Fri, 8 June 2007
The impact of trade agreements on food systems and agriculture is probably brought up on almost every broadcast of Deconstructing Dinner, but never have we tackled this topic head on. On this broadcast we look into how trade agreements affect the fruits on our trees, the animals in our fields and the food on our plates. We will focus on two agreements and a "partnership" that have either had devastating effects on our food, and/or will have further impacts in the near and distant future.
A short segment will also be featured covering the recently tabled Bill C-448, calling for a ban on Terminator Seed Technology.
North American Free Trade Agreement (NAFTA)
Security and Prosperity Partnership (SPP)
Trade, Investment and Labour Mobility Agreement (TILMA)
Sat, 2 June 2007
Perhaps nowhere within our food system is the source of our food so disconnected from our dinner plates than that food which originates from the sea. Only a fraction of the Canadian population lives by the ocean, and those who do, are only exposed to a glistening sheet of water stretching out to the horizon, oblivious of what lies beneath.
When Canadians think of food from our oceans, it is without doubt, our country's populations of wild salmon that pop into mind. On this broadcast we will learn of the management of Canada's wild salmon populations and the history of how such an important industry began heading in the same direction that eventually led to the collapse of the Atlantic Cod Fishery.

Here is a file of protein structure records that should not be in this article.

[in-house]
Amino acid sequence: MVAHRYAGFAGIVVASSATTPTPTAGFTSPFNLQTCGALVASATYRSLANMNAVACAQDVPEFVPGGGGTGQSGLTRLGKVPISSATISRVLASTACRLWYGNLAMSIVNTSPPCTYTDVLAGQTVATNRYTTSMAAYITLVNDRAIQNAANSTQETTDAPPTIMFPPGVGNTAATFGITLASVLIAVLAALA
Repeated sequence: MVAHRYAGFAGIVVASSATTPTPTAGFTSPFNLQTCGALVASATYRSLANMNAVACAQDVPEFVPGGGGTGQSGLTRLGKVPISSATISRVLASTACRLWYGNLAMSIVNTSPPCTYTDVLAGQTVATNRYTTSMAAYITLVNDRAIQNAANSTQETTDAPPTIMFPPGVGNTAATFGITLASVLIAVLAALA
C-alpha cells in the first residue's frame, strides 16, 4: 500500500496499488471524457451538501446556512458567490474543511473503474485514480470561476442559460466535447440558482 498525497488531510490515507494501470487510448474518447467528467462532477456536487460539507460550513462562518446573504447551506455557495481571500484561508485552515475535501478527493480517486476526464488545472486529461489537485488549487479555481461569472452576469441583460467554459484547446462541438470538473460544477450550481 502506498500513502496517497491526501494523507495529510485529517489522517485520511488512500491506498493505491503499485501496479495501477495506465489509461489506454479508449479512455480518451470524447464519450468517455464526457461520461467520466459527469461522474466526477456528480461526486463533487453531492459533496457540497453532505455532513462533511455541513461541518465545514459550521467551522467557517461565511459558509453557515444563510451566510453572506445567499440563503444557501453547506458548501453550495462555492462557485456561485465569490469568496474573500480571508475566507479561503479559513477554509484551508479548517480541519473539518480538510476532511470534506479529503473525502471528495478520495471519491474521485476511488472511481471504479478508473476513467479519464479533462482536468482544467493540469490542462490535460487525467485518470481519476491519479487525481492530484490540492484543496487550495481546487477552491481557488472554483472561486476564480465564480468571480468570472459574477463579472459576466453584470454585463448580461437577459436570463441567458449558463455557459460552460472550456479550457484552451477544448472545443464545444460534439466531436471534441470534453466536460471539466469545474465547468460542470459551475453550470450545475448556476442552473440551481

On the West Coast, few debates have been so passionate or long-running as the one over management of wild salmon stocks, yet few issues remain so confused in the public mind.
In his 2005 book "Salmon Wars", author Dennis Brown reviews the history of the West Coast salmon resource with such comprehensiveness and clarity that even those closest to the issue will find themselves viewing it with new understanding.
In 2005, Dennis was recorded speaking in Vancouver by the Necessary Voices Society.
Dennis Brown, Author, "Salmon Wars: The Battle for the West Coast Salmon Fishery" (Burnaby, BC) - A member of a third generation fishing family, was born and raised in Vancouver. He was educated at the University of British Columbia. In 1980, he joined the staff of the United Fishermen and Allied Workers Union and worked as the union's Fraser Valley organizer, dealing primarily with the gillnet and troll fleets. In 1990 he was elected to the post of business agent of the UFAWU and three years later he became secretary-treasurer. In 1996 he was hired as Premier Glen Clark's special advisor on the Pacific Salmon Treaty.